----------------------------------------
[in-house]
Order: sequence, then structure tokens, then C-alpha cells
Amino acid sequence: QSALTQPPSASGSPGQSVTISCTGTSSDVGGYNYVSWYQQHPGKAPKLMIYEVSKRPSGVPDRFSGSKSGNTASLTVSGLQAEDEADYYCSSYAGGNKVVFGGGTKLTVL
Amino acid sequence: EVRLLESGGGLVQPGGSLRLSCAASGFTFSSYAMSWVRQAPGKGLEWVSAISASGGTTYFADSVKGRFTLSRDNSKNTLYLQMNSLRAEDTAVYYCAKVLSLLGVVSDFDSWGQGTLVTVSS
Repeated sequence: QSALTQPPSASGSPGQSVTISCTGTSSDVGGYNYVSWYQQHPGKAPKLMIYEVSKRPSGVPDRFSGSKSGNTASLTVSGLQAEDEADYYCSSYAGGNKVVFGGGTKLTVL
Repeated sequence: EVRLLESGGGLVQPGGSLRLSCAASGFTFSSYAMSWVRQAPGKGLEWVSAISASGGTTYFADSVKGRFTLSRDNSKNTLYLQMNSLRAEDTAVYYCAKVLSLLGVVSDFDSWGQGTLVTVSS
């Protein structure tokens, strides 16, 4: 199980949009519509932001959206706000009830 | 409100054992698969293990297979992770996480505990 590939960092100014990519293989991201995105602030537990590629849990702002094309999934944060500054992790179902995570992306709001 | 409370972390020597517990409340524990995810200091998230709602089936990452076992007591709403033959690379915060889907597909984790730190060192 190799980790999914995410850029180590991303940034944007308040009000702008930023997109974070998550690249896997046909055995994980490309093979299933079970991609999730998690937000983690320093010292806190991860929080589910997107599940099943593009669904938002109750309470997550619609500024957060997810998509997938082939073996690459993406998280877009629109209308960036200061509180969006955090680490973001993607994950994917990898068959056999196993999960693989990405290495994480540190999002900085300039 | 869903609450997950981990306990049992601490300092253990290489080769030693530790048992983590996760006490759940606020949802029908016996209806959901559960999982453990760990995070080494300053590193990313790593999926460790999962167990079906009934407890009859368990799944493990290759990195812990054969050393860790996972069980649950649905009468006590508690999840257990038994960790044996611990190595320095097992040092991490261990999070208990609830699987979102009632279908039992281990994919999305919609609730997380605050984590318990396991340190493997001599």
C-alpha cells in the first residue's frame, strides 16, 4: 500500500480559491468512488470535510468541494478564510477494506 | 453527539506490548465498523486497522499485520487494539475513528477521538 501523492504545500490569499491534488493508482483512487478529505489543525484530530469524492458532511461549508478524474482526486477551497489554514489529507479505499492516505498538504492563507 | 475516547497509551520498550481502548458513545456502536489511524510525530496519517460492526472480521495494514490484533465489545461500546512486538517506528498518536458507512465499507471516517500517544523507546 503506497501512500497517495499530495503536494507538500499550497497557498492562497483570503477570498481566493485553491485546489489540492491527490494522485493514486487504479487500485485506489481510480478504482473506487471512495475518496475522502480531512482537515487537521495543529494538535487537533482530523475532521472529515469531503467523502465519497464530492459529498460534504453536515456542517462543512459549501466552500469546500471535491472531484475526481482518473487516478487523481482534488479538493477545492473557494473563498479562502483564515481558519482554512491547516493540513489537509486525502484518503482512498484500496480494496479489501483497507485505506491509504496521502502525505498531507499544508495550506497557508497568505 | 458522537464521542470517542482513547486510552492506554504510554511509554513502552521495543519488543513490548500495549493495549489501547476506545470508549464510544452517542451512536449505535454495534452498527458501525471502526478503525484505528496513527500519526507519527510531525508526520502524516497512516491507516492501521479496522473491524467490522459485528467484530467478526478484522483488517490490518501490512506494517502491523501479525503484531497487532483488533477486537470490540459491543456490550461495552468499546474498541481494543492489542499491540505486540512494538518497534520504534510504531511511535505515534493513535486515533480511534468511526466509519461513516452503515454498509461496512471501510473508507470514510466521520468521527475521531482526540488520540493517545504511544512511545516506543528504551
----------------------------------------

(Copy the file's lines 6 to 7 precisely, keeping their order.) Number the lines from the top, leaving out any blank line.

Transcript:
Repeated sequence: EVRLLESGGGLVQPGGSLRLSCAASGFTFSSYAMSWVRQAPGKGLEWVSAISASGGTTYFADSVKGRFTLSRDNSKNTLYLQMNSLRAEDTAVYYCAKVLSLLGVVSDFDSWGQGTLVTVSS
């Protein structure tokens, strides 16, 4: 199980949009519509932001959206706000009830 | 409100054992698969293990297979992770996480505990 590939960092100014990519293989991201995105602030537990590629849990702002094309999934944060500054992790179902995570992306709001 | 409370972390020597517990409340524990995810200091998230709602089936990452076992007591709403033959690379915060889907597909984790730190060192 190799980790999914995410850029180590991303940034944007308040009000702008930023997109974070998550690249896997046909055995994980490309093979299933079970991609999730998690937000983690320093010292806190991860929080589910997107599940099943593009669904938002109750309470997550619609500024957060997810998509997938082939073996690459993406998280877009629109209308960036200061509180969006955090680490973001993607994950994917990898068959056999196993999960693989990405290495994480540190999002900085300039 | 869903609450997950981990306990049992601490300092253990290489080769030693530790048992983590996760006490759940606020949802029908016996209806959901559960999982453990760990995070080494300053590193990313790593999926460790999962167990079906009934407890009859368990799944493990290759990195812990054969050393860790996972069980649950649905009468006590508690999840257990038994960790044996611990190595320095097992040092991490261990999070208990609830699987979102009632279908039992281990994919999305919609609730997380605050984590318990396991340190493997001599």